Friday, 29 April 2016

Top 20 Nostalgia Critic Episodes


Well, after my major spleen venting from last time (which was met by alarmingly warm reception, might I add?), I feel a certain need to reiterate the main point of me doing all this in the first place. As much as this makes me come across as a rather hopeless fan-boy (which is kind of true), these people do mean a great deal to me both in terms of entertainment and broadening my own personal perspective on a number of things and none more so than the Nostalgia Critic. Hell, if I had any belief in it, I could almost carry this off as a tribute to his Avatar Episodes lists and twist it into me just trying to ensure balance. But really, it’s just a means for me to air out some dirty laundry I’ve been holding onto for a little too long. We’re not here to talk about all that again, though, as this time around I’m counting my picks for the Top 20 best episodes of the Nostalgia Critic.

#20: Demolition Man

It’s rare that a film becomes more timely after its initial release, especially when it's an action film soaked in 90’s tropes and starring Sylvester Stallone. Where Spoony’s review of the game got me interested in the film initially, this definitely cemented it for me as the Critic’s jabs at how the over-sanitized future depicted in the film is like some sort of Tumblrite utopia… and right now, I’m just wondering why the hell the word ‘Tumblrite’ doesn’t come up on my spell check. Maybe that future really is more prevalent now than we first thought.

#19: Harry Potter And The Deathly Hallows Launch

An initial showing of Doug’s more lenient sensibilities on media fandom, this video plays out a bit like a geek version of Mardi Gras. Yeah, it’s over-the-top and most people certainly won’t comprehend a lot of it, but the infectious sense of joy that floods these sorts of events are so potent that, if you’re in the area, you’ll feel compelled to join in regardless. Such is the case with the Critic, who spends some time poking fun at the fans, but then ends up joining them as the launch clock keeps ticking down.

#18: Felix The Cat: The Movie

Even considering he did a whole video devoted the biggest nostalgic mindfucks (a video that introduced me to the insane brilliance of animator Cyriak), this would have to be the most insane film he’s looked at so far. All the noise, all the character clutter, all the painful colour choices; it just plain hurts to think about, let alone watch. As such, the Critic goes into full crackdown mode as he breaks down just how much of the film doesn’t work and its use of tropes concerning filmmaking for children that, quite frankly, need to stop before we get any more kids schlock like this and Home. Also, “I want you to make him look like he’s dry-humping a trash can.”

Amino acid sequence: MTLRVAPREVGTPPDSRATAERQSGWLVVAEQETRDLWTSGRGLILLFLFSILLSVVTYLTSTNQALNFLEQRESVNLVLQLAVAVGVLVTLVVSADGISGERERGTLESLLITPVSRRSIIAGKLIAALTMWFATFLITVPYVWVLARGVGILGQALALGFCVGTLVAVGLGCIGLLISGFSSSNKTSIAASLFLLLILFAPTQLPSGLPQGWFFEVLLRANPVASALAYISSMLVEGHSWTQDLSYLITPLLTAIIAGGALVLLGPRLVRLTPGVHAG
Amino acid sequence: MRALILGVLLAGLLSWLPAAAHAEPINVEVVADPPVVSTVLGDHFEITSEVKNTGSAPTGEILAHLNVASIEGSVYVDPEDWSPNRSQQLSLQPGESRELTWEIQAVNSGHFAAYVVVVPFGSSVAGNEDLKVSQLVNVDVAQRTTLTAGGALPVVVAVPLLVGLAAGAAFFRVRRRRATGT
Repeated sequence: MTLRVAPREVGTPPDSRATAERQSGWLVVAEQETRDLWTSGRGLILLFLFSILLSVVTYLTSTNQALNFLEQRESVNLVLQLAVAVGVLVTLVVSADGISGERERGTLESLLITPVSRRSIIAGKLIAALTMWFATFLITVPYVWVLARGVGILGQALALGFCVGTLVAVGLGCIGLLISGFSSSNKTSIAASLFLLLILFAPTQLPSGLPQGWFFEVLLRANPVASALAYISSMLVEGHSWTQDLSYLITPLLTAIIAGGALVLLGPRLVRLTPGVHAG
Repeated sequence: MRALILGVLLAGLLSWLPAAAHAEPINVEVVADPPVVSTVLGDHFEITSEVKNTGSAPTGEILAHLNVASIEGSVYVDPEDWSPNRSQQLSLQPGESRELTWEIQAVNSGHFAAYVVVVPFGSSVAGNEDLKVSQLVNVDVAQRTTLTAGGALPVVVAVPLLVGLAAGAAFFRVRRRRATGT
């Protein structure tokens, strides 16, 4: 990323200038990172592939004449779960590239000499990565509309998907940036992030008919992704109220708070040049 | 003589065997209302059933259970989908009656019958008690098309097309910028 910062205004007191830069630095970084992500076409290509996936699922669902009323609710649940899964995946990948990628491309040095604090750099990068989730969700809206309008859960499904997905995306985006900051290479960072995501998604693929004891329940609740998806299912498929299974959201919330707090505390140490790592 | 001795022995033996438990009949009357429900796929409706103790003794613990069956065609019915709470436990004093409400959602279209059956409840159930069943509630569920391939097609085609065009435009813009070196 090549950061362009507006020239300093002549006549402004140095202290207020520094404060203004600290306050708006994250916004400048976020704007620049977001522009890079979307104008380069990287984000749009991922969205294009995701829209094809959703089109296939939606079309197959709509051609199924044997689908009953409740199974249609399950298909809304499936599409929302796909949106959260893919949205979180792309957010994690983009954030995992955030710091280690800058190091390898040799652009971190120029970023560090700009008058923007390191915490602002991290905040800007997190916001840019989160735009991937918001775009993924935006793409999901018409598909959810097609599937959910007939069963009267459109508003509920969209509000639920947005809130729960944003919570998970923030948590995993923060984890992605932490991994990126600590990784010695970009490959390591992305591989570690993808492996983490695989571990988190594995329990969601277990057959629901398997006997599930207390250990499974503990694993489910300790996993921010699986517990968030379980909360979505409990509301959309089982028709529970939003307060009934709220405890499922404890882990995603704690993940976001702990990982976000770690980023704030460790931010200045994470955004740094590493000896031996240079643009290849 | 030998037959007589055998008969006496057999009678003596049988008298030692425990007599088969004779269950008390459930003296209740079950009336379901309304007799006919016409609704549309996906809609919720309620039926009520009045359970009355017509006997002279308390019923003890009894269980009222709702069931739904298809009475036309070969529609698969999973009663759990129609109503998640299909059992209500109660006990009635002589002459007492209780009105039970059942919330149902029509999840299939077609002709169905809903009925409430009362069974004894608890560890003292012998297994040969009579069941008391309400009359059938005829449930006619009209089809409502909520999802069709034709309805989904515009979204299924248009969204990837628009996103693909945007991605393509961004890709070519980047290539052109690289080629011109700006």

#17: The Haunting


A subversion of the Critic’s semi-regular comparison series Old Vs. New, he forgoes the traditional format of breaking the individual elements of each iteration of the story and instead strictly points out how much the remake pulled a Zeno’s arrow in how badly it missed the mark. Sure, he gives credit to some decent casting decisions, and his over-the-top lauding over Catherine Zeta-Jones is still hilarious, but I think it’s the Critic’s comments about the depiction of gay and lesbian characters in fiction that really strike a chord with me. Mainly because, even though he’s directly talking about how the 90’s treated them, we’re still using the same writing styles even today; more’s the pity.

#16: Let’s Play Bart’s Nightmare

Yeah, bet you weren’t expecting this one. And no, I’m not trolling; I genuinely love this video. Ignoring the hideous backlash that came as a result of this infamous little number, the core joke that Doug was going for with this video about how Let’s Plays aren’t as easy as the layman may think actually works here. It comes across more like the Critic as a character is in over his head more than Doug as a person and, after the rage has died down, it’s easy enough to get that from his performance. That, and it’s some good reaction porn with how he just raves like a manic chimpanzee at the game itself.

#15: Mamma Mia!

Far better than I have ever been able to articulate it before (despite my best efforts), this review manages to pin down just about everything wrong with the prototypical ‘chick flick’. He even gets down to brass tacks when it comes to the issue of the comedy part of the romantic-comedy, leading to a point that I seriously wish was referred to more often as it’s an issue that never ceases to irk general movie-goers.

#14: Conquest Of The Commercials